Meet Pastry Beer, the Sweetest Drink Trend

In the land of beer, the talk of late has been about pastry beers. The unofficial category is essentially a  doctored-up stout, hit with dessert-inspired adjuncts and making for some genuinely fun brews.

There’s a catchy, recreational element to the style. There’s no formal definition, but a pastry beer is basically a stout (or occasionally a porter or some other darker genre) hit with pastry-like things such as cacao, lactose, cinnamon, or coconut. Often, brewers try to mimic a favorite sweet tooth item, like chocolate cheesecake, key lime pie, or even Neapolitan ice cream. Brewers get to be kids again, borrowing the sugary enthusiasm of Willy Wonka as they try to craft something clever, playful, and tasty. The end result is jolly in its own way, too, often on the heftier end of the alcohol by volume spectrum.

Related Reading

Al Marzi, Chief Brewing Officer at Harpoon Brewery in Boston, says the in-form style makes darker beers all the more welcoming. “It used to be that stouts or other bigger, darker styles would scare more casual consumers off,” he says. “With pastry beers though, because the concepts are so familiar, it takes away that intimidation factor. Suddenly someone that might not go near a big ten-percent stout is thinking ‘oh, you mean this tastes just like chocolate cake? That actually sounds pretty nice.’”

Marzi and his team are behind Mike’s Pastry Stout, a beer inspired by some famous cannoli’s. They teamed up with Mike’s Pastry, the Bean Town institution that’s been at it since 1946, in making a stout and barrel-aged stout that drinks quite a bit like a cannoli tastes. The beer is made with real cannoli shells and is quite good, sipped on its own or even hit with a dollop of vanilla ice cream.

Pretoria Fields

It’s one of a growing number of pastry beers coming to market these days. In Florida, 3 Sons Brewing is turning out Scoop, a balanced imperial stout built around the trilogy of ice flavors—strawberry, chocolate, and vanilla. Stone Brewing in California solidified the trend a few years back with the release of Xocoveza. It’s modeled after Mexican hot chocolate, brewed with coffee, cinnamon, pasilla peppers and more. It shows just how complex a good pastry beer can be.

Terrapin Beer Company in Georgia makes a highly regarded sipper called Wake-n-Bake. The coffee oatmeal imperial stout is a Beer Advocate favorite and a great example of how the bitterness of coffee can work wonderfully alongside sweeter ingredients (in a similar way to hops). Virginia’s Oozlefinch Beers & Blending makes a whole family of beers modeled after popular desserts. The brewery’s Das Yummy series utilizes ingredients like lactose, lemon peel, vanilla, and graham cracker to brew up concoctions inspired by blackberry tarts, lemon meringue pie, and peach crumbles.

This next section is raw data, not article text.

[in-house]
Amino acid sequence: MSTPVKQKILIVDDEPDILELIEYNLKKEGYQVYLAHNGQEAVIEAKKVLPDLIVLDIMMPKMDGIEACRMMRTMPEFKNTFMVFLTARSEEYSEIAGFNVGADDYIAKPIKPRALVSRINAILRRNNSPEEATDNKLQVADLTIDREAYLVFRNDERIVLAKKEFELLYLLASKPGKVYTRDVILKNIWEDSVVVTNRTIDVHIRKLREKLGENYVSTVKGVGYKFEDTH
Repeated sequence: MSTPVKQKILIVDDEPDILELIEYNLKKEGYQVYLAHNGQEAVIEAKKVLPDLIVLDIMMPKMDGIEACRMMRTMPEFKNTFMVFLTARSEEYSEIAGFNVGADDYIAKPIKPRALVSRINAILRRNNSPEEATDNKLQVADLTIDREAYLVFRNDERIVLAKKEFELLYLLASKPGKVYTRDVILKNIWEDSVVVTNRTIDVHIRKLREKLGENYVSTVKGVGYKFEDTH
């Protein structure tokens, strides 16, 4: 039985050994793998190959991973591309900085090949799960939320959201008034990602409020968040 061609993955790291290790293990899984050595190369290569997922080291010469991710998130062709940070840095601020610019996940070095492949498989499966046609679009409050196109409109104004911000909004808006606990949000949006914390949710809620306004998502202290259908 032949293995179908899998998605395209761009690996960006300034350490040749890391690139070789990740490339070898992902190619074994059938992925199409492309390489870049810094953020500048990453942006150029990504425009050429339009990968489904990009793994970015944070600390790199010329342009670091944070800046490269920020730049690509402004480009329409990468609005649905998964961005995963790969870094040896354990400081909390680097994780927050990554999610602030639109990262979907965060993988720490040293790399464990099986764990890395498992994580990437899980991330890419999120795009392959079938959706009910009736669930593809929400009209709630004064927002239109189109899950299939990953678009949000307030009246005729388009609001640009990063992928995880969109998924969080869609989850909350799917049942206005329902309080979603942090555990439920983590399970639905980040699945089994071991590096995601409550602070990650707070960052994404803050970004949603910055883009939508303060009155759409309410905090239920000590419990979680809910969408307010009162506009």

With the added ingredients, the brewing process can be a little more involved. Brewers add everything from chocolate and strawberry to maple syrup or baking spices. “For our cellar team, it means a lot of lugging around mesh bags full of cacao nibs or loading fermenters with vanilla beans,” Marzi says. “Any specialty ingredients like those have to be added manually.”

Unsurprisingly, with pastry beers, it’s easy to go way too sweet. “There’s a thin line between pleasantly sweet and cloying,” Marzi adds. “We’ve had some test batches where we’ve said ‘this tastes amazing, but no one’s going to want to drink more than three ounces.’ Even with beers like our Dunkin’ Boston Kreme Stout, we actually brewed it to have a relatively dry finish, that way you still can drink a few of them.”

The beer he’s referencing was another pastry effort, inspired by Dunkin’ Donuts. Marzi says they love making traditional and historical beer styles but there’s something fun about making a pastry beer. Only a few categories in alcohol have the nimbleness to pursue something as bold as funnel cake or fudge (to some extent you can create cocktails along these lines, but not without a lot of effort).

The beer scene, especially the one of the last two decades, has seen one intriguing trend after another. Just ask the West Coast, hazy, session, and brut IPAs. It’s no surprise that something tasty and amusing is now enjoying the limelight, especially now, when one could argue we need just that the most. “Craft beer’s always been about pushing boundaries and being inventive, but above all else, it’s about having fun,” Marzi says. “Maybe you’re not much of a dessert fan, but it’s always fun to treat yourself a bit and try new, creative styles.” 

Editors' Recommendations